¶25 The following cases support the foregoing rule: Oklahoma Gas & Electric Co. v. Oklahoma Ry. Co., 77 Okl. 290, 188 P. 331; Julian v. Sinclair Oil & Gas Co., 168 Okl. 192, 32 P.2d 31; Oklahoma Natural Gas Co. v. Jopling, 121 Okl. 10, 247 P. 69 and Margay Oil Corporation v. Jamison, Adm'r, 177 Okl. 433, 59 P.2d 790.

¶26 In 38 C.J.S., Gas, § 42, at page 738, it is said:

"A gas company having knowledge that gas is escaping in a building occupied by one of its consumers is under a duty to shut off the gas supply until necessary repairs have been made, or to remedy the defect itself as quickly as is practicably possible, even though the defective pipe or apparatus does not belong to the company and is not in its charge or custody, and if the company sends an employee to ascertain the defect or the location of the leak and to make repairs, it will be liable for any injury resulting from the negligence of the employee."

¶27 This rule was applied in the case of Nonnamaker v. Kay County Gas Company, 123 Okl. 274, 253 P. 296, 297, wherein we held:

"It is the duty of a gas company, when it receives notice from one of its consumers that gas is escaping into the building, to exercise reasonable diligence to cut off the gas. It is the duty of the gas company to cause the gas to remain shut off until proper repairs are made in the pipes and fittings by the owner, or the gas company, if it be the duty of the latter to do so."

¶28 In the instant case the proof discloses that notice was given by Mr. Barrett to the defendant company on ten to fifteen occasions, and notices were given by the Appels on four occasions with reference to escaping gas in the house. As to what investigation the defendant's servicemen made, is left to conjecture as these employees were not produced as witnesses. Significantly, defendant's employee, Knight, testified that immediately after the explosion he turned off the gas and found it was passing the meter at one cubic foot per hour.

¶29 Where there are conflicting theories as to the cause of an explosion, it is for the jury to adopt the theory which appears from the evidence adduced to be the most reasonable.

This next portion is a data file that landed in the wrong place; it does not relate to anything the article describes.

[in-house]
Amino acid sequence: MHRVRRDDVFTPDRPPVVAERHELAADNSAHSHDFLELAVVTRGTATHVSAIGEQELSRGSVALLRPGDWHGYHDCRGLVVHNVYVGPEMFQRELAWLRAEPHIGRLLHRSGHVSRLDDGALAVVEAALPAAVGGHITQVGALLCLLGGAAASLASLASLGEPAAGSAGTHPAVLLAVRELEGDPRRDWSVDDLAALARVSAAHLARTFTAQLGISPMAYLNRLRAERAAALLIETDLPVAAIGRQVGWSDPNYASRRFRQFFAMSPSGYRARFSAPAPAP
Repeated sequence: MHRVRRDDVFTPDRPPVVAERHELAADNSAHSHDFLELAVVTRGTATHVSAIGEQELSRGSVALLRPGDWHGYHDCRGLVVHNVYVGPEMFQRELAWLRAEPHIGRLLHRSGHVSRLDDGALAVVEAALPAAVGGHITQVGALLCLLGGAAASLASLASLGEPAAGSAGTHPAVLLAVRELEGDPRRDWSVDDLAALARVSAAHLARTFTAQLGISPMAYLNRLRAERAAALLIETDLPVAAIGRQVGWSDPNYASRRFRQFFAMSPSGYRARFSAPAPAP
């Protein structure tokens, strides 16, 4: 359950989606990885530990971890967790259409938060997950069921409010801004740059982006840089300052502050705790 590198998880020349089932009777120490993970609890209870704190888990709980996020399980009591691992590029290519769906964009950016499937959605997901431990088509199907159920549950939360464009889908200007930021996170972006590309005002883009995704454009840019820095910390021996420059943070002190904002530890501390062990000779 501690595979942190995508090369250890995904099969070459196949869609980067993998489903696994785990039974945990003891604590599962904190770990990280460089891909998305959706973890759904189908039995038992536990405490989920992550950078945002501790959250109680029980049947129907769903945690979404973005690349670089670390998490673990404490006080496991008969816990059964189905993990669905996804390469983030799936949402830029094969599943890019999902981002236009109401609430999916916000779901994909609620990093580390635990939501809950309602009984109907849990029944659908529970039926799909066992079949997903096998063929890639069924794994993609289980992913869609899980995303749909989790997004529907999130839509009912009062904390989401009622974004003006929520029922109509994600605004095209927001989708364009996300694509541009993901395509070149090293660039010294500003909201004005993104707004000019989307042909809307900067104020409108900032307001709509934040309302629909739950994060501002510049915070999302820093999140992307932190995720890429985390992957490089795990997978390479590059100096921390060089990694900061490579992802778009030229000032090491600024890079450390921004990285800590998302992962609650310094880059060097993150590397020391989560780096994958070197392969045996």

¶30 In Oklahoma Natural Gas Co. v. Jopling, supra, we said:

"Where there is more than one theory as to the cause of gas being permitted to pass through a certain channel or opening in gas pipe connections, and the different theories are supported by circumstantial evidence, the jury may then adopt such theory as in their judgment is the more plausible, and which is reasonably supported by the evidence."

¶31 The principle of law there announced is supported in the opinion of this court in Pact Gas Co. v. Baker, 203 Okl. 124, 218 P.2d 912.

¶32 Lastly, defendant asserts that one of the vital issues in the case was whether defendant had notice of escaping gas in the house occupied by the Appels, and that the trial court did not submit that issue in its instructions.

¶33 Mr. Mercer, defendant's utilization foreman who had charge of the employees of the defendant, whose duty was to check appliances for leaks, was asked: "Now, do you have any record of leaks, or anything about any calls about leaks in that house?" To which the witness responded: "I don't recall sending anybody out there prior to the explosion." The answer of the witness was neither responsive or was it a categorical denial of plaintiffs' evidence that on numerous occasions notice was given the defendant company of escaping gas.

¶34 Instruction No. 12 advised the jury that where a distributor of gas to the public controls its own apparatus for cutting off the gas when notified that gas is escaping into a house, owes the duty to the occupants of said residence to exercise reasonable diligence to cut off the gas from said building.